Propane is a very safe fuel. But as with any energy source, there are steps you should take to further ensure your safety:
If you detect a gas leak, immediately evacuate everyone from the house and call your local propane provider or the fire department from a neighbor's telephone.
Learn what propane smells like. Propane retailers have scratch-and-sniff pamphlets to help your family recognize its distinctive odor.
Know where gas lines are located, so you won't damage them when digging or working in the yard.
Change or clean furnace filters regularly as recommended by the manufacturer.
Don't store cleaning fluids, oil-soaked rags, gasoline, or other flammable liquids near a gas-burning appliance where vapors could be ignited by the pilot light.
Storm Safety Tips
Before the storm or flood:
If you have to evacuate to higher ground, turn off the service valve on the propane portable cylinder or permanent tank and the shutoff valve on all propane appliances. (Be sure to check first with your propane supplier if you don't know where the shutoff valves are located.) The permanent tank's service valve should be left off until the system and appliances have been checked by a qualified service person.
To secure propane equipment, tanks and cylinders (including grill cylinders) during a severe flood or high-wind condition, tie them to strongly secured stationary objects. Grill cylinders should be taken outside and secured to a strong stationary object. Wire cable instead of rope is recommended.
After the storm or flood:
Your propane supplier should inspect propane-powered household appliances, farm equipment or vehicles with controls or regulators that have been underwater before being put back into service. Since water damage to propane equipment and appliances is not always readily apparent, NPGA highly recommends a complete inspection of the entire system before attempting to operate equipment.
The number one problem created by flooding is water damage of regulators and controls. Such damage can cause blockage, corrosion or other malfunction of the key safety devices that are built into the system. In addition, dirt or debris may have entered the regulator through the vent. While this is not an immediate threat, selected parts may need to be replaced to ensure the long-range safety of the equipment. Propane suppliers can also determine whether dents to the container or piping caused by flowing debris are serious enough to warrant equipment replacement.
If your propane equipment has been flooded, be sure to shut off the service valve at the propane tank if you didn't do so before evacuating the property. This can be done by turning the valve in a clockwise direction. Be sure to have the system and appliances checked prior to turning on the gas supply again.
In the rare cases when people smell gas upon returning to their home, business or farm, they should extinguish all smoking materials and open flames. Exit the building immediately. Do not touch electrical switches, light matches or use the phone. Turn off the gas valve on the outside tank, meter or service area. Telephone the fire department and/or your propane supplier from a neighbor's phone. Do not re-enter until the building has been inspected.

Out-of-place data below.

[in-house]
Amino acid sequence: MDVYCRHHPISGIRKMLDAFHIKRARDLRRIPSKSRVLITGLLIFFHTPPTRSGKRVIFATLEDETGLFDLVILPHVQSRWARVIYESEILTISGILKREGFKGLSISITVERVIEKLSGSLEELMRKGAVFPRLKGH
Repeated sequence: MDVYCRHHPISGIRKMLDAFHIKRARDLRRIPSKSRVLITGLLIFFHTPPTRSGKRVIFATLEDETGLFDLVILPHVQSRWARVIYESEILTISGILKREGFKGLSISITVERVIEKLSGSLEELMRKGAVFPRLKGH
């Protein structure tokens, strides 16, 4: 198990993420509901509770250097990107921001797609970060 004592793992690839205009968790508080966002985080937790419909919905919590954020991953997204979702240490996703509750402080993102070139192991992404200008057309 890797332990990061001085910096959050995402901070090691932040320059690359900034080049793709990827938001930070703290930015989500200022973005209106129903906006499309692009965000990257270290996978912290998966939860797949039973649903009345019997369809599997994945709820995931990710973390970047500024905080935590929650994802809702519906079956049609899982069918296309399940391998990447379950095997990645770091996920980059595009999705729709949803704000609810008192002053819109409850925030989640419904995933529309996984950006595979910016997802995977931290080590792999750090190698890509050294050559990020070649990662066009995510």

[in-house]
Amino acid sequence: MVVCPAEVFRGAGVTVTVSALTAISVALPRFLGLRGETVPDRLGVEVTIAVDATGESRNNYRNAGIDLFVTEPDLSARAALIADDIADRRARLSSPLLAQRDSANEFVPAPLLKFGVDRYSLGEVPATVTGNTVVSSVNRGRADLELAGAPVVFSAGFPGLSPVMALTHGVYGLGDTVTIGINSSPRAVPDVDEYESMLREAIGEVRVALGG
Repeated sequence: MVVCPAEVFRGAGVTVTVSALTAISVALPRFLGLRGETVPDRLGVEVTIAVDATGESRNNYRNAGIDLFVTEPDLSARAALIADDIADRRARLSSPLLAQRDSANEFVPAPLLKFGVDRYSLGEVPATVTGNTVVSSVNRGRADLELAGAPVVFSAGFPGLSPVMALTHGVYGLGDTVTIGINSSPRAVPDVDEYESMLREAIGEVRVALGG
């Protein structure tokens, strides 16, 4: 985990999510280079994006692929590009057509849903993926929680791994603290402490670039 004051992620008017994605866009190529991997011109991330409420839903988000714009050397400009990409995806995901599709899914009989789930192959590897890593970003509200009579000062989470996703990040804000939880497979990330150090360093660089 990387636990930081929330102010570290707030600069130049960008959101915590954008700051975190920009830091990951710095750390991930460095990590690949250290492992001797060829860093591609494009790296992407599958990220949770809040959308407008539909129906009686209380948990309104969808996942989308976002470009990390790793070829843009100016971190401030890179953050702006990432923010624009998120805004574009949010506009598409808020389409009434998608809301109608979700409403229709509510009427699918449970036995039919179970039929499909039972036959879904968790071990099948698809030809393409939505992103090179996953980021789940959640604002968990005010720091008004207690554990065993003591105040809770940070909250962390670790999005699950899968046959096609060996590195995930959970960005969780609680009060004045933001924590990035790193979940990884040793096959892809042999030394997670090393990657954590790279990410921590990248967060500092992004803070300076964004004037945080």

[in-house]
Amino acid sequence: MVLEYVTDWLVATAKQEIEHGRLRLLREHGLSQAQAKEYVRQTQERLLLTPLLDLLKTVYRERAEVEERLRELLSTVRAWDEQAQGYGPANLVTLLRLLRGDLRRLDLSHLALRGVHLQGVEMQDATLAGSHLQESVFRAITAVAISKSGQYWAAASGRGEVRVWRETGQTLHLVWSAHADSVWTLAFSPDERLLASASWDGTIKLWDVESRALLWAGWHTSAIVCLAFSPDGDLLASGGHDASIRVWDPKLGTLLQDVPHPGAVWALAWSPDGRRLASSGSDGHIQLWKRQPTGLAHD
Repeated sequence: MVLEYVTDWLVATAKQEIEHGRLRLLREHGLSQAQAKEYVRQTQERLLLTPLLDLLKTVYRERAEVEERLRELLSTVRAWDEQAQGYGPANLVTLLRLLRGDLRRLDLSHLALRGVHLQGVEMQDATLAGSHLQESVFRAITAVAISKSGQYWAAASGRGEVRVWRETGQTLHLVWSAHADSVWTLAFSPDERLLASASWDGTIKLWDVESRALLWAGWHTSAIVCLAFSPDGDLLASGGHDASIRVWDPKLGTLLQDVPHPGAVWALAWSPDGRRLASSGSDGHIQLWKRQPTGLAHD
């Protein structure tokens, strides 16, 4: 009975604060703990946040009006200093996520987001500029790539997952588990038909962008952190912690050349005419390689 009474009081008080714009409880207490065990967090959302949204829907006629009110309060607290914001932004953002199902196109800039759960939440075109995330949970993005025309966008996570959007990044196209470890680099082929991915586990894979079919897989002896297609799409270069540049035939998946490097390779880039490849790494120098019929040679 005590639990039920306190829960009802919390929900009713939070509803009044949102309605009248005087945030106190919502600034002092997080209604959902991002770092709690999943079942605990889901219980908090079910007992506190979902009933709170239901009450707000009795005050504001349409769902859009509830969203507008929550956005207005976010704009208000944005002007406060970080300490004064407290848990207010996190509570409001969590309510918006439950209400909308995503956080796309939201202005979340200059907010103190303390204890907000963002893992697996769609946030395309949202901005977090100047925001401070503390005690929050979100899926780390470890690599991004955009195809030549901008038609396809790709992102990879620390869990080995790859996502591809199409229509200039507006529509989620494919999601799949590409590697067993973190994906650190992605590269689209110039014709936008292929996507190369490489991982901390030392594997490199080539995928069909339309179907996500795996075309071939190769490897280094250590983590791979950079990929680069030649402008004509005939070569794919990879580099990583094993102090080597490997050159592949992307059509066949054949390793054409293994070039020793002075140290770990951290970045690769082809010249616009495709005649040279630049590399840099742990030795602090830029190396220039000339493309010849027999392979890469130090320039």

Safe Grilling Tips
Always follow grill manufacturer's instructions and keep written materials accessible.
When lighting a grill, make sure grill top is open.
Always use or store cylinders outdoors in an upright (vertical) position.
When the cylinder is refilled, have the supplier check for dents, damage, rust, or leaks.
Before connecting or lighting a propane gas grill, use a leak-detection solution to check connections for tightness. Do not use matches or lighters to check for leaks. Your propane gas supplier has leak-detection solutions and instructions.
After filling or exchanging, take the cylinder home immediately. Keep the vehicle ventilated and the cylinder valve closed and capped.
If there is an uncontrollable release of gas, call the fire department.
Do not allow children to tamper or play with the cylinder or grill.
Do not smoke while handling a propane cylinder.
When not in use, grill burner controls should be turned off and cylinder valve closed.
Do not use, store, or transport cylinders near high temperatures (this includes storing spare cylinders near the grill).
When a grill is not in use, cover disconnected hose-end fittings with small, plastic bags or protective caps to keep clean. Make sure that the propane cylinder shut off valve is turned off to the grill.
Industry Efforts to Safeguard Propane Use
GAS Check® (Gas Appliance System Check) is an award-winning preventive maintenance program developed by the National Propane Gas Association (NPGA) and funded by the Propane Education & Research Council (PERC) that trains technicians and educates homeowners on the safe handling of propane and the maintenance of propane appliances.
The Certified Employee Training Program (CETP) developed by NPGA and funded by PERC is a training program used extensively throughout the country by people involved in the handling of propane, equipment, and appliances.